Much as I've enjoyed the last few plays I've seen at the RST, after the serious and slightly unsettling tone I've become accustomed to, it was nice to see something a bit more light-hearted and easy-going in The Comedy of Errors on Wednesday. Despite the fact that neither pair of twins looked anything like each other, the entire audience was quite willing to suspend its disbelief, partly because (as I discussed in my Julius Caesar review earlier), that's the nature of the theatre, but also partly because of the strength of the actors and their comic timing. There's an entertaining little interview in the programme with Bruce Mackinnon and Felix Hayes, who played the two Dromios, where the actors explain how they were partly selected because of the similarities in their acting styles, and additionally how they watched each other and tried to shape their own expressions and postures to each others'.
Although there's something quintessentially Renaissance about the early capitalism of this play, I really loved the decision to update it. Amir Nizar Zuabi's take on Shakespeare's work saw Antipholus of Ephesus as a kind of geezer/wide-boy type, permitting an interpretation of the “credit”, which Daniel Vitkus discusses extensively in his article in the programme, as something like “street-cred”. It fitted perfectly: the central image of the chain was easily translated into a wonderfully tacky bit of “bling” that Antipholus had bought either (it's never made quite clear) for his wife or for his favourite whore.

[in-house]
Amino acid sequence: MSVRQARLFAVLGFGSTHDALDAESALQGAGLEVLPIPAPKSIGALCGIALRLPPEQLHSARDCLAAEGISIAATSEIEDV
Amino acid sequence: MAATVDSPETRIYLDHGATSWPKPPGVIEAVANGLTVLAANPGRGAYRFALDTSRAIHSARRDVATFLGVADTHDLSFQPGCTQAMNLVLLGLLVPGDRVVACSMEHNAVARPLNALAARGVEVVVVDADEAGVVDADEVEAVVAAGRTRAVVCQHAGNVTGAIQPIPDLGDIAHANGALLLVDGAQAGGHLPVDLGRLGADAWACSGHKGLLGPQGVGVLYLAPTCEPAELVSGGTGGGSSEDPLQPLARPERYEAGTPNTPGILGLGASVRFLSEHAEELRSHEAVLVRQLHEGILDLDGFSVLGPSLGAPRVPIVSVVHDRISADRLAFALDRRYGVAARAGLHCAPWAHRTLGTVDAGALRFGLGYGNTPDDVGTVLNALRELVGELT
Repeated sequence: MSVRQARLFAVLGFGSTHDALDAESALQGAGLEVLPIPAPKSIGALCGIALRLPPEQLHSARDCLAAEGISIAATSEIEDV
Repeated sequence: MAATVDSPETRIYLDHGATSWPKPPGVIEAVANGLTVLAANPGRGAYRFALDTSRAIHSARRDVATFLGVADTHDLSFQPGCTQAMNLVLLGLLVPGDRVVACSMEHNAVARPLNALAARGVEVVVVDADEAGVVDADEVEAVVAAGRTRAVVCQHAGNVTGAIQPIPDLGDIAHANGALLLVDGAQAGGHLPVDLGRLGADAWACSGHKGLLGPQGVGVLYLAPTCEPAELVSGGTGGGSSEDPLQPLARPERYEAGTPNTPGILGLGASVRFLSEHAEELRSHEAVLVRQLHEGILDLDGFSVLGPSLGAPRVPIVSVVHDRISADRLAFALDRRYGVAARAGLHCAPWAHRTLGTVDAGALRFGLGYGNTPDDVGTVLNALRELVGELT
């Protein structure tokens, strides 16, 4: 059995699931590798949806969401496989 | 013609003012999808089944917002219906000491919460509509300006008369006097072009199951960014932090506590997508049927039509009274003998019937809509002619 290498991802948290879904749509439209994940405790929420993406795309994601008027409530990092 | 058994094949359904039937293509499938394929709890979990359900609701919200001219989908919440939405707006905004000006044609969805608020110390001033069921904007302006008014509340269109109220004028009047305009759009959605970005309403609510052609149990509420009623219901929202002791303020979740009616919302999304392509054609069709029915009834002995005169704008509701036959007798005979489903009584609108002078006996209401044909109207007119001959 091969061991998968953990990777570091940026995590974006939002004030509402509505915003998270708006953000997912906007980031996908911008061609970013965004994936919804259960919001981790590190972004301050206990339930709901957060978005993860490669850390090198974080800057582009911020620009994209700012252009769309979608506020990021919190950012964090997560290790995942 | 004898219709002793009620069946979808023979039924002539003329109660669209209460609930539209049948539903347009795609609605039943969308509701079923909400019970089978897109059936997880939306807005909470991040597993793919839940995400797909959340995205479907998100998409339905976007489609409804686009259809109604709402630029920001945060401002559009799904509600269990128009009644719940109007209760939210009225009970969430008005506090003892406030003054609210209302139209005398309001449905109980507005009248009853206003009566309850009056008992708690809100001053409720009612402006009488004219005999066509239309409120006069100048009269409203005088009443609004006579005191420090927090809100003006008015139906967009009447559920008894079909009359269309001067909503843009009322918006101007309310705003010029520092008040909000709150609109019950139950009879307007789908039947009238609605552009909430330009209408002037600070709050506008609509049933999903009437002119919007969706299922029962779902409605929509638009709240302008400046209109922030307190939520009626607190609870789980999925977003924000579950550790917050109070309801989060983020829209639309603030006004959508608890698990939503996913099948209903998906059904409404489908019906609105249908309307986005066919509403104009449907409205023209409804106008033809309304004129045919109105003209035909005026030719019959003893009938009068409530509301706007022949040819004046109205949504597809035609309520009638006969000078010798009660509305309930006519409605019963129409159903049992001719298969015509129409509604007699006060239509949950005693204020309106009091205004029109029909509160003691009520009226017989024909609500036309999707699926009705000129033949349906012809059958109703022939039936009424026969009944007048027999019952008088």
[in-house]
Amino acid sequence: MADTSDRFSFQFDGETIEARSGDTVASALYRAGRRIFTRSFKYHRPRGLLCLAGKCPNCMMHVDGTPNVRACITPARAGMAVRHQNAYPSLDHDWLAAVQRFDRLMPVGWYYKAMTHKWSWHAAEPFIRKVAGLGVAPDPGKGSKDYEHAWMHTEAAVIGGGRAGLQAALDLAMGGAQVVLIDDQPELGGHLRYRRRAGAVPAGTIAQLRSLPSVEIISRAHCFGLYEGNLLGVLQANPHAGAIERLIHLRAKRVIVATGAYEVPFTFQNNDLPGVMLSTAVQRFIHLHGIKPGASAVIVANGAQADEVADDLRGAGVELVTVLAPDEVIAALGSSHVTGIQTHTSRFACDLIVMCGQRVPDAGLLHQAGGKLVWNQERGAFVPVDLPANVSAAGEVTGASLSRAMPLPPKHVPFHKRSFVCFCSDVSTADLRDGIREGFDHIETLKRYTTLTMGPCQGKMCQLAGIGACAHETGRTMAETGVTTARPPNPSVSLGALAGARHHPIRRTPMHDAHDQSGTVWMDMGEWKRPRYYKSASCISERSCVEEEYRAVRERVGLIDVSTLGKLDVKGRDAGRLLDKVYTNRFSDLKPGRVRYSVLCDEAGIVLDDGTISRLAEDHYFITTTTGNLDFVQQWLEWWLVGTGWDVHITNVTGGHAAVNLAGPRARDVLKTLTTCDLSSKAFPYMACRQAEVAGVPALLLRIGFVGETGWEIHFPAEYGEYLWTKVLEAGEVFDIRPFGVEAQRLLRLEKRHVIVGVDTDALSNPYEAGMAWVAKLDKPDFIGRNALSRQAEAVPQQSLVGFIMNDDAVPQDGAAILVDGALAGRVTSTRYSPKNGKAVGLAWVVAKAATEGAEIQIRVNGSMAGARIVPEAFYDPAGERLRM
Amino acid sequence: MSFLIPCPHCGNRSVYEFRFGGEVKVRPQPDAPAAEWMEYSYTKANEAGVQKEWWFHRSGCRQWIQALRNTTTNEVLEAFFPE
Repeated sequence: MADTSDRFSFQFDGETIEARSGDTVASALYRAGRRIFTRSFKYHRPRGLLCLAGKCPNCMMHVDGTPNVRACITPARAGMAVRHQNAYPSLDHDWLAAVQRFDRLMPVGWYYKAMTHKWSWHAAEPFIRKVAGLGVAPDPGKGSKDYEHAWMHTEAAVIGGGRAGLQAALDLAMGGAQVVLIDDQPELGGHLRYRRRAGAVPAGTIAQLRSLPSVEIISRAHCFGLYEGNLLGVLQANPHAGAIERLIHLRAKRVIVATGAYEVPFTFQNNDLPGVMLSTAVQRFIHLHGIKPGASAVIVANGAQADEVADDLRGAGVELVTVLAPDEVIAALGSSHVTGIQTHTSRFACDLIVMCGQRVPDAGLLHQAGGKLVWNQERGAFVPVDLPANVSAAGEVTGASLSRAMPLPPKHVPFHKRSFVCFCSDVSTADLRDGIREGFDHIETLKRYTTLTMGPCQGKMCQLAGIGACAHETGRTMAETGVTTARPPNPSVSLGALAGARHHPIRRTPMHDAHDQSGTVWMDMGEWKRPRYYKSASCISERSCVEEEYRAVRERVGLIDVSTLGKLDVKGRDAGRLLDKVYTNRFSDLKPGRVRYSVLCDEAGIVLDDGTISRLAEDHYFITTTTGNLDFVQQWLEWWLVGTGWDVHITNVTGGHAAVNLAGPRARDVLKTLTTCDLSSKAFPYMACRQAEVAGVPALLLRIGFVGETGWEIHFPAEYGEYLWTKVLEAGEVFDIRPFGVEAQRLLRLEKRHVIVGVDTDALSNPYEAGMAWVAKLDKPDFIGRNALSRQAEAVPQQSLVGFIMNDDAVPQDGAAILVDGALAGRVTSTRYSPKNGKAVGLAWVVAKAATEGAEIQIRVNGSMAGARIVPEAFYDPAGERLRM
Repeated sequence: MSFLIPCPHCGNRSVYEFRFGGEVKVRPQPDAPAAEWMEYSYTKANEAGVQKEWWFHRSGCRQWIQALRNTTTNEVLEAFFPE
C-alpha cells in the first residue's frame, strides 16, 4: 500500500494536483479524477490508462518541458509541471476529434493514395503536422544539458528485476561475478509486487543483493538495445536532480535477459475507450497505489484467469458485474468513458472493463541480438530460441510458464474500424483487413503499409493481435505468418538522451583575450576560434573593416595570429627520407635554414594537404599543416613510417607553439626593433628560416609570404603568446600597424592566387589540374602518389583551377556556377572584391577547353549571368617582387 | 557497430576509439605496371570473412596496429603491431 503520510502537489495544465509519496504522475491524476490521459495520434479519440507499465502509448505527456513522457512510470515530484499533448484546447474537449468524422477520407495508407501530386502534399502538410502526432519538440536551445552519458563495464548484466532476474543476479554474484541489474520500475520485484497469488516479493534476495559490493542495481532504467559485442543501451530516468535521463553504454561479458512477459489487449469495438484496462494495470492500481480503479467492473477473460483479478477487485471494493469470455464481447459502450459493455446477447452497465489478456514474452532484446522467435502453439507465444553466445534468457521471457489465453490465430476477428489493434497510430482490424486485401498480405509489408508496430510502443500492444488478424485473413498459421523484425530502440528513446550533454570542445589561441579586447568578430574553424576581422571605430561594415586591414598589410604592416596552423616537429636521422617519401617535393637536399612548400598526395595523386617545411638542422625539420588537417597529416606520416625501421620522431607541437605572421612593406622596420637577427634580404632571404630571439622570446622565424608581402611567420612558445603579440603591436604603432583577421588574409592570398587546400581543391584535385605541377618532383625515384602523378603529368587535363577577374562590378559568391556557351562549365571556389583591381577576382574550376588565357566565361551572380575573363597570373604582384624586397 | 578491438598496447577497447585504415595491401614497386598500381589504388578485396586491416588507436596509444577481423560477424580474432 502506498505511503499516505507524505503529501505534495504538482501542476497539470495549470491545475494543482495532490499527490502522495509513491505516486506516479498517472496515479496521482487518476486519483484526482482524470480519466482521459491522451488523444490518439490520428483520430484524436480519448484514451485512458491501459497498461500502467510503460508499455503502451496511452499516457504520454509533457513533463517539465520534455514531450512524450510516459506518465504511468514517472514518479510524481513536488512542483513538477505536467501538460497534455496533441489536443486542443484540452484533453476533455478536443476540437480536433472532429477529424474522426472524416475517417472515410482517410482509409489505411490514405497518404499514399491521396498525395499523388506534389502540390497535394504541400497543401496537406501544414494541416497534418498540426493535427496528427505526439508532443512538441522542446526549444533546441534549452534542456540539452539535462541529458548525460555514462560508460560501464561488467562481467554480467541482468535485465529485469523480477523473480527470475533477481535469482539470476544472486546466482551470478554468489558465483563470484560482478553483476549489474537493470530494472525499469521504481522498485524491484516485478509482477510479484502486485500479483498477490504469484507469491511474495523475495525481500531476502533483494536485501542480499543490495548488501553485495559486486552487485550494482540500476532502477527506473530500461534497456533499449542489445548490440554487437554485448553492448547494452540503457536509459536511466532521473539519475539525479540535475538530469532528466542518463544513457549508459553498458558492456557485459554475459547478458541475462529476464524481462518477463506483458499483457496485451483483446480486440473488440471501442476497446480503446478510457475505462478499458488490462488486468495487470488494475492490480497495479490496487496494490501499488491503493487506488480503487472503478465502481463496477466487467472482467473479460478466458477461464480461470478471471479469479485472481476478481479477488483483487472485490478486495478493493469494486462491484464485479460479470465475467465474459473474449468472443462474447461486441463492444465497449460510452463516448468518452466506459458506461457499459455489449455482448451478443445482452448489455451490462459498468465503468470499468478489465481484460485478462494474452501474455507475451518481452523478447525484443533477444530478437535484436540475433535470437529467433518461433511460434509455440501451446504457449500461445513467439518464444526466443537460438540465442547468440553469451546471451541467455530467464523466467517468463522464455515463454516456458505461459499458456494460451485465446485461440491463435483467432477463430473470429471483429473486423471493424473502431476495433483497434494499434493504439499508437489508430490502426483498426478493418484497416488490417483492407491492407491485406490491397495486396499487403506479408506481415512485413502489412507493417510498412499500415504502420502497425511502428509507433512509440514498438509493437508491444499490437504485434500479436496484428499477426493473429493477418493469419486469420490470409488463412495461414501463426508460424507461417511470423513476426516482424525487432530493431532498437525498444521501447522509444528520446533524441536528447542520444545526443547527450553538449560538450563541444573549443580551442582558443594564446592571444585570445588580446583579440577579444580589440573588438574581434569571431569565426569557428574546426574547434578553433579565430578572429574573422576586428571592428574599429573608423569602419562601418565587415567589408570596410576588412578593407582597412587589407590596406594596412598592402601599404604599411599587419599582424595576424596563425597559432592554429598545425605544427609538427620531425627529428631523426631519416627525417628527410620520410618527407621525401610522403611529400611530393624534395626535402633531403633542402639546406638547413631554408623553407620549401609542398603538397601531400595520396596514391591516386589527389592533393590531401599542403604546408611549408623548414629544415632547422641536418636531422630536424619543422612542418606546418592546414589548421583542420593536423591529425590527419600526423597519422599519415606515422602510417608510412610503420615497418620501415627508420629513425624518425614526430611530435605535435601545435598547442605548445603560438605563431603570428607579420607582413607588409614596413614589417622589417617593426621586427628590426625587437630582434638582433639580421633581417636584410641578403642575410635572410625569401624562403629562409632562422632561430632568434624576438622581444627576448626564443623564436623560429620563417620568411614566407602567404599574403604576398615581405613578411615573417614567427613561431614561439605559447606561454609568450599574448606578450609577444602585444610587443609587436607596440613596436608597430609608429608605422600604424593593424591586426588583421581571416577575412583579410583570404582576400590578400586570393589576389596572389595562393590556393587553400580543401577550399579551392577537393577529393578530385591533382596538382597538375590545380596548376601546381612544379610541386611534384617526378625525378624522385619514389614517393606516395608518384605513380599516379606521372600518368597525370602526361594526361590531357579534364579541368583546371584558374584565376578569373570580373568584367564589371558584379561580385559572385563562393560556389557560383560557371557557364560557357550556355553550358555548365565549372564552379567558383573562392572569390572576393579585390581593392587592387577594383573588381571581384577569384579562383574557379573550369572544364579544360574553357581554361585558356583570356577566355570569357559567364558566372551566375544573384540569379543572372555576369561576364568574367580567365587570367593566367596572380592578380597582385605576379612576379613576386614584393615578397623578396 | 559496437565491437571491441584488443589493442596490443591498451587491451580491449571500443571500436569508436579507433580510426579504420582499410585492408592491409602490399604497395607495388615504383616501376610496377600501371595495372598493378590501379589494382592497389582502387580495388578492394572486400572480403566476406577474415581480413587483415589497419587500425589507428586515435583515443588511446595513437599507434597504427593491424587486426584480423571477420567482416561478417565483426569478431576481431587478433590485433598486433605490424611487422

There's something to be said for the timing of this commentary on the merchant-capitalist world at the moment, whether or not the production team and ensemble were fully aware of it. The financial “credit” system, just beginning to take off when Shakespeare wrote this play, has now reached epidemic proportions, leading to the “global financial crisis” or “world recession” that has somehow been allowed to happen. The illogic of a situation where everyone owes money to someone and nobody actually has any never ceases to astound me. Although, as Vitkus notes, the play never thoroughly resolves its credit issues or pays off all its debts, it's made quite clear that, as long as the two Antipholuses pay what they're supposed to, everyone else will be okay: i.e. someone always has the money and the power to solve financial problems. In the case of global economic politics today, however, things have become so complicated that its not even really clear who owes whom any more, and there don't seem to be any simple ways of resolving the issue. I don't know how this can be the case but, hey, I'm told it is, and I gave up on Maths after I finished my GCSEs, so I probably wouldn't understand it even if someone gave me a legitimate explanation. This is about as much as I can get my head around. The way I see it, all the real stuff that's happening now is far more farcical and ridiculous than anything the mind of Shakespeare could invent.